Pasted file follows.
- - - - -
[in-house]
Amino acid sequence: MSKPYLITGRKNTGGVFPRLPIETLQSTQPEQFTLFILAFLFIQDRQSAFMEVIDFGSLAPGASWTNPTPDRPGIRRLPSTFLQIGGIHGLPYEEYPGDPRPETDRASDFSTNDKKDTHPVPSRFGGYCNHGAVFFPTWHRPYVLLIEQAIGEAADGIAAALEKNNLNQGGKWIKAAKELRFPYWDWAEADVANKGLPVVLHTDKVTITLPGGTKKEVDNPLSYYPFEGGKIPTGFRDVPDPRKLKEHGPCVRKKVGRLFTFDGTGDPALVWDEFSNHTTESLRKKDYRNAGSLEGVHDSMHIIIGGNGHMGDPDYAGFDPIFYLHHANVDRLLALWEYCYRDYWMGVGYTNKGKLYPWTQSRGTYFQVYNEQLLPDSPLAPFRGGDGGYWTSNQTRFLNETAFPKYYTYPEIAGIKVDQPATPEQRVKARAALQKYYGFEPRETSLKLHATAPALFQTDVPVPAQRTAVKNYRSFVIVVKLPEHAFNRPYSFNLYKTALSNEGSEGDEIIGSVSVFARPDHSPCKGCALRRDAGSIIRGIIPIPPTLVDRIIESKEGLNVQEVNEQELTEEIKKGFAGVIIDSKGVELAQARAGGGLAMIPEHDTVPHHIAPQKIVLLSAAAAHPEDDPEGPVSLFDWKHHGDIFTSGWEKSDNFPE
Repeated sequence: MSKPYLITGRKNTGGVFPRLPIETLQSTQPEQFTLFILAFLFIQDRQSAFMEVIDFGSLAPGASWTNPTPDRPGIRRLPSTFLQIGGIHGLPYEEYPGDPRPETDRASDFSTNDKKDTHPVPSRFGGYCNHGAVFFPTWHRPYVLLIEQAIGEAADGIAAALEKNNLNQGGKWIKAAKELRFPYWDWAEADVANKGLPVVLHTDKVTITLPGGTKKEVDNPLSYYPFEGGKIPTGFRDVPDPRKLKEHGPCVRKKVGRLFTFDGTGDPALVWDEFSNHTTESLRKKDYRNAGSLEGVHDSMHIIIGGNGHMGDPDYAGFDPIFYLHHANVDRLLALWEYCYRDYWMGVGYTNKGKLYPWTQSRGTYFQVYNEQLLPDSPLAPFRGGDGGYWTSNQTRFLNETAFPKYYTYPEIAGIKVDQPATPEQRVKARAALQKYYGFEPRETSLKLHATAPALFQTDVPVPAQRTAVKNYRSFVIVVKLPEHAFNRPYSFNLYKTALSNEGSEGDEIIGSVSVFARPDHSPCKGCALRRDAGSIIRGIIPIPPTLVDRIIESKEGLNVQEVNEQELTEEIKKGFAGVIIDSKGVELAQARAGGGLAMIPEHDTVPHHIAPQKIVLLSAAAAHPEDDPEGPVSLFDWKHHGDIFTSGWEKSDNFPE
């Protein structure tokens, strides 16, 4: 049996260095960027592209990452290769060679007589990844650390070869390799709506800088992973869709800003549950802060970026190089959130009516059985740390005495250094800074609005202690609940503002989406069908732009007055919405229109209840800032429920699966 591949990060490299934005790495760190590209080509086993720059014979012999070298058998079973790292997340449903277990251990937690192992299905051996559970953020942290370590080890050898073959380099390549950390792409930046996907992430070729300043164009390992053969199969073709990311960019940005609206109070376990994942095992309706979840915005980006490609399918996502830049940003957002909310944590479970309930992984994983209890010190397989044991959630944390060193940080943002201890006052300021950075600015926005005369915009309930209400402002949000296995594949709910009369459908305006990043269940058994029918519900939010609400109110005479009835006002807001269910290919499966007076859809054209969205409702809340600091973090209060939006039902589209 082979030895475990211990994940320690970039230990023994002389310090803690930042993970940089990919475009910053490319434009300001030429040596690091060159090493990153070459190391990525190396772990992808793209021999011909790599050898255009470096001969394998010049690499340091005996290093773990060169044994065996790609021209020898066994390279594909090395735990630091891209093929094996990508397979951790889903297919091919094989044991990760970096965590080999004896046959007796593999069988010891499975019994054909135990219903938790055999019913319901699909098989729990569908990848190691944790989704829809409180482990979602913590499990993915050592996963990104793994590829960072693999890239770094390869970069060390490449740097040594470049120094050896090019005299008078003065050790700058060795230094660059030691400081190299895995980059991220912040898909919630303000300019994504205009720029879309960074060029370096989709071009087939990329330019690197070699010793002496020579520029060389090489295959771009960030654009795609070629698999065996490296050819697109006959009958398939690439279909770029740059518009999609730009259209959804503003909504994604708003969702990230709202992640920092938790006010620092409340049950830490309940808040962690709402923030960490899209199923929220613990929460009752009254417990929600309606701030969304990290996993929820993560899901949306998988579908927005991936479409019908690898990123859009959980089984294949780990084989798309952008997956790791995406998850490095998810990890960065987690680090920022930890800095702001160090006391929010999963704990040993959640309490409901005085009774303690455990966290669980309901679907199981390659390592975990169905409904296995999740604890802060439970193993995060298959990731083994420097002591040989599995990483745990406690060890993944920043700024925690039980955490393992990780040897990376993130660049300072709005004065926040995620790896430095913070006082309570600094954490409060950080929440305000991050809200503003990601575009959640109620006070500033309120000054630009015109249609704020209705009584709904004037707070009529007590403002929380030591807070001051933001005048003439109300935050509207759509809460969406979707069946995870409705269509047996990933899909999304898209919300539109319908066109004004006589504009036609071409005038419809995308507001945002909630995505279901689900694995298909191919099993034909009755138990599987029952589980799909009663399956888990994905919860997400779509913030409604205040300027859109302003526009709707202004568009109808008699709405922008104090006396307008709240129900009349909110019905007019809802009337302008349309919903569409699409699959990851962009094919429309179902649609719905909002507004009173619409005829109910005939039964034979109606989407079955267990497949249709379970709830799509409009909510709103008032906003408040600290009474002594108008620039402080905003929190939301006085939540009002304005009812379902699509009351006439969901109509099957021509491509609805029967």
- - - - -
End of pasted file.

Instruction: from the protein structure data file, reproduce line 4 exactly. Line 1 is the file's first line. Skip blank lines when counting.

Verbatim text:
């Protein structure tokens, strides 16, 4: 049996260095960027592209990452290769060679007589990844650390070869390799709506800088992973869709800003549950802060970026190089959130009516059985740390005495250094800074609005202690609940503002989406069908732009007055919405229109209840800032429920699966 591949990060490299934005790495760190590209080509086993720059014979012999070298058998079973790292997340449903277990251990937690192992299905051996559970953020942290370590080890050898073959380099390549950390792409930046996907992430070729300043164009390992053969199969073709990311960019940005609206109070376990994942095992309706979840915005980006490609399918996502830049940003957002909310944590479970309930992984994983209890010190397989044991959630944390060193940080943002201890006052300021950075600015926005005369915009309930209400402002949000296995594949709910009369459908305006990043269940058994029918519900939010609400109110005479009835006002807001269910290919499966007076859809054209969205409702809340600091973090209060939006039902589209 082979030895475990211990994940320690970039230990023994002389310090803690930042993970940089990919475009910053490319434009300001030429040596690091060159090493990153070459190391990525190396772990992808793209021999011909790599050898255009470096001969394998010049690499340091005996290093773990060169044994065996790609021209020898066994390279594909090395735990630091891209093929094996990508397979951790889903297919091919094989044991990760970096965590080999004896046959007796593999069988010891499975019994054909135990219903938790055999019913319901699909098989729990569908990848190691944790989704829809409180482990979602913590499990993915050592996963990104793994590829960072693999890239770094390869970069060390490449740097040594470049120094050896090019005299008078003065050790700058060795230094660059030691400081190299895995980059991220912040898909919630303000300019994504205009720029879309960074060029370096989709071009087939990329330019690197070699010793002496020579520029060389090489295959771009960030654009795609070629698999065996490296050819697109006959009958398939690439279909770029740059518009999609730009259209959804503003909504994604708003969702990230709202992640920092938790006010620092409340049950830490309940808040962690709402923030960490899209199923929220613990929460009752009254417990929600309606701030969304990290996993929820993560899901949306998988579908927005991936479409019908690898990123859009959980089984294949780990084989798309952008997956790791995406998850490095998810990890960065987690680090920022930890800095702001160090006391929010999963704990040993959640309490409901005085009774303690455990966290669980309901679907199981390659390592975990169905409904296995999740604890802060439970193993995060298959990731083994420097002591040989599995990483745990406690060890993944920043700024925690039980955490393992990780040897990376993130660049300072709005004065926040995620790896430095913070006082309570600094954490409060950080929440305000991050809200503003990601575009959640109620006070500033309120000054630009015109249609704020209705009584709904004037707070009529007590403002929380030591807070001051933001005048003439109300935050509207759509809460969406979707069946995870409705269509047996990933899909999304898209919300539109319908066109004004006589504009036609071409005038419809995308507001945002909630995505279901689900694995298909191919099993034909009755138990599987029952589980799909009663399956888990994905919860997400779509913030409604205040300027859109302003526009709707202004568009109808008699709405922008104090006396307008709240129900009349909110019905007019809802009337302008349309919903569409699409699959990851962009094919429309179902649609719905909002507004009173619409005829109910005939039964034979109606989407079955267990497949249709379970709830799509409009909510709103008032906003408040600290009474002594108008620039402080905003929190939301006085939540009002304005009812379902699509009351006439969901109509099957021509491509609805029967």